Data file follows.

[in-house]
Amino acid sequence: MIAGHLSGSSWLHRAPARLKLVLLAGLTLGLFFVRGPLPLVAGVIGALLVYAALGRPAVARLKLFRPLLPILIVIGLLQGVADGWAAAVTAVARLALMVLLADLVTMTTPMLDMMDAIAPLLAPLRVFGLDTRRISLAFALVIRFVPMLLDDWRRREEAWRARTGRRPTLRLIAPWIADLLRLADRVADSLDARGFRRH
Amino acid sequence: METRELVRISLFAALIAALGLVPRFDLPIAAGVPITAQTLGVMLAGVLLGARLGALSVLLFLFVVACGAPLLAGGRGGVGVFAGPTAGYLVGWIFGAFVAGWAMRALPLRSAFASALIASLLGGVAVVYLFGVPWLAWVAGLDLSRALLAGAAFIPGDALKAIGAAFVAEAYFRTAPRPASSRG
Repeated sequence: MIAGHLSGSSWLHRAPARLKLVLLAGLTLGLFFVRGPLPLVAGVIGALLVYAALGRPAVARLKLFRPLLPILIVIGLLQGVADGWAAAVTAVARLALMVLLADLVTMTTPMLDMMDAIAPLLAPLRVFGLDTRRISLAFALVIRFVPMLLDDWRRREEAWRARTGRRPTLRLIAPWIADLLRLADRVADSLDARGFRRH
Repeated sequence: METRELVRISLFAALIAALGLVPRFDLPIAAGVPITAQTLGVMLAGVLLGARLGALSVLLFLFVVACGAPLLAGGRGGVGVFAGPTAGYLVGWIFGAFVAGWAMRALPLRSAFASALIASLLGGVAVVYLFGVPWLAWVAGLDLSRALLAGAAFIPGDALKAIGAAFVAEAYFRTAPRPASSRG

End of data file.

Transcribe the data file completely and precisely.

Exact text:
[in-house]
Amino acid sequence: MIAGHLSGSSWLHRAPARLKLVLLAGLTLGLFFVRGPLPLVAGVIGALLVYAALGRPAVARLKLFRPLLPILIVIGLLQGVADGWAAAVTAVARLALMVLLADLVTMTTPMLDMMDAIAPLLAPLRVFGLDTRRISLAFALVIRFVPMLLDDWRRREEAWRARTGRRPTLRLIAPWIADLLRLADRVADSLDARGFRRH
Amino acid sequence: METRELVRISLFAALIAALGLVPRFDLPIAAGVPITAQTLGVMLAGVLLGARLGALSVLLFLFVVACGAPLLAGGRGGVGVFAGPTAGYLVGWIFGAFVAGWAMRALPLRSAFASALIASLLGGVAVVYLFGVPWLAWVAGLDLSRALLAGAAFIPGDALKAIGAAFVAEAYFRTAPRPASSRG
Repeated sequence: MIAGHLSGSSWLHRAPARLKLVLLAGLTLGLFFVRGPLPLVAGVIGALLVYAALGRPAVARLKLFRPLLPILIVIGLLQGVADGWAAAVTAVARLALMVLLADLVTMTTPMLDMMDAIAPLLAPLRVFGLDTRRISLAFALVIRFVPMLLDDWRRREEAWRARTGRRPTLRLIAPWIADLLRLADRVADSLDARGFRRH
Repeated sequence: METRELVRISLFAALIAALGLVPRFDLPIAAGVPITAQTLGVMLAGVLLGARLGALSVLLFLFVVACGAPLLAGGRGGVGVFAGPTAGYLVGWIFGAFVAGWAMRALPLRSAFASALIASLLGGVAVVYLFGVPWLAWVAGLDLSRALLAGAAFIPGDALKAIGAAFVAEAYFRTAPRPASSRG